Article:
“What is a ghost?
A tragedy condemned to repeat itself time and again?
A moment of pain, perhaps.
Something dead which still seems to be alive.
An emotion suspended in time.
Like a blurred photograph.
Like an insect trapped in amber.”
These are the opening voice-over words of The Devil’s Backbone, a film directed by Guillermo del Toro, released in 2001. It is the second film of a trilogy which also includes the director’s first feature film Cronos (1993) and Pan’s Labyrinth (2006)—the latter having so much in common with the subject of this review.
What especially attracts me to del Toro’s films is the magical, fantasy world intertwined with the ordinary, everyday life, as if they were different layers of reality. This is especially true for this trilogy. On the surface, there is the ordinary world with its rational problems, sometimes combined with political or ideological struggles, as in The Devil’s Backbone and Pan’s Labyrinth. In parallel exists a fantasy world which mirrors the events of the ordinary one, sometimes even explains them revealing the inner logic of things. Everything true for the former is true for the latter too but on a more intimate, maybe subconscious level.
Set in 1939 Spain, at the end of civil war, The Devil’s Backbone tells the story of a 12-year-old boy, Carlos (Fernando Tielve) who is left by his guardian in an orphanage. Nationalist forces have killed the boy’s father. The orphanage is located in a desert-like place, far from any inhabited area, and is run by Carmen (Marisa Paredes)—the widow of a leftist, and Dr Casares (Federico Luppi). At the time of the events of the film, the orphanage is practically a shelter for leftists’ children, as Carmen expresses they are “Reds looking after Reds children”. It is also revealed that they are hiding gold for the leftist Republican forces.
I don’t really want to go into political analysis here, being that I am more prone to uncovering symbolic meanings than interpreting political processes—especially as I’m not very knowledgable of details of the Spanish Civil War. I’ll only mention that these two incarnate the challenges faced by leftist intellectuals of the time. Casares’ impotence could be a representation of the weakness of his (as well as Carmen’s late husband’s) idealistic principles and their inability to put their ideas in practice. Carmen is missing her right leg and wears a prosthesis to “stay on her feet”, though it hurts, unbearably sometimes. This makes me think of broken balance and lack of faith in the future. She has to use whatever she’s got, however imperfect it may be, to maintain the balance. Neither Carmen’s husband nor Casares’ ideas have been able to give her real support.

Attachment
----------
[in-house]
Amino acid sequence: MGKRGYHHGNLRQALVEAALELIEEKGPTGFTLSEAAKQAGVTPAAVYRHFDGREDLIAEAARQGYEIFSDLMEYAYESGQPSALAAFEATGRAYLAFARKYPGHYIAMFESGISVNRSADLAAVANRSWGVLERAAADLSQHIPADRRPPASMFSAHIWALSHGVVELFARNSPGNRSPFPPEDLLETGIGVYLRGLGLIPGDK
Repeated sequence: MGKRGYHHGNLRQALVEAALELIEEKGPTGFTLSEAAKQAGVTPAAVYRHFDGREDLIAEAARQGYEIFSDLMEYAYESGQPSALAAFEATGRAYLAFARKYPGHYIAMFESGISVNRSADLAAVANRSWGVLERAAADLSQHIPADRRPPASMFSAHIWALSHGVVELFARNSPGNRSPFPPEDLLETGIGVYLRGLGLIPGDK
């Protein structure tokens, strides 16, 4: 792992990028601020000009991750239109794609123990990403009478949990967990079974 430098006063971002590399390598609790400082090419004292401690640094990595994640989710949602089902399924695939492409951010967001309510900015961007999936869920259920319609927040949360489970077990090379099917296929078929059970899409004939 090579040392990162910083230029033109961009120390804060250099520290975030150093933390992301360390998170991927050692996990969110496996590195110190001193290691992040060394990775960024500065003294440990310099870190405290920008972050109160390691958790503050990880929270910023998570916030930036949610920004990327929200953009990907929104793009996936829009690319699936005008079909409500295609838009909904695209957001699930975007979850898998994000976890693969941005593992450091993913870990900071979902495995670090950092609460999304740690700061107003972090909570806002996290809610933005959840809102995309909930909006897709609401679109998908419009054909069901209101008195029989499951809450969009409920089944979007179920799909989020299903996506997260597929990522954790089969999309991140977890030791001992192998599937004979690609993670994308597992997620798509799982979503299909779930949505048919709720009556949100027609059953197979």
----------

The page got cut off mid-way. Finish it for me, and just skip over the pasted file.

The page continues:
And that’s probably why she needs Jacinto (Eduardo Noriega), who has been raised in this school and now works here as a caretaker. He is in a sense, the opposite of Casares—he is pragmatic and has always been interested more in the physical than spiritual. He hates the school, desires to destroy it someday, and the only thing he cares about is how to get to the gold kept hidden in the school. What exactly influenced the development of his personality is unknown, we only get hints about it. One of them is an old photograph of Jacinto with his parents. “How lonely, the prince without a kingdom, the man without warmth”—these words are written on the back of the photo, apparently by Carmen. Jacinto is the main antagonist of the film. He is destructive, violent, and greedy; everything he does is selfish. It’s not surprising that boys are afraid of him.
All that I said above is related to the adult’s world, which is rational and logical, but as I already mentioned, there is also another—a fantasy world. And it seems that this world is accessible for children only. Soon after arrival, Carlos sees the ghost of a boy; children call him “the one who sighs”. Although only children see or hear the ghost, he can interact with reality; for example, he knocks over a jug of water.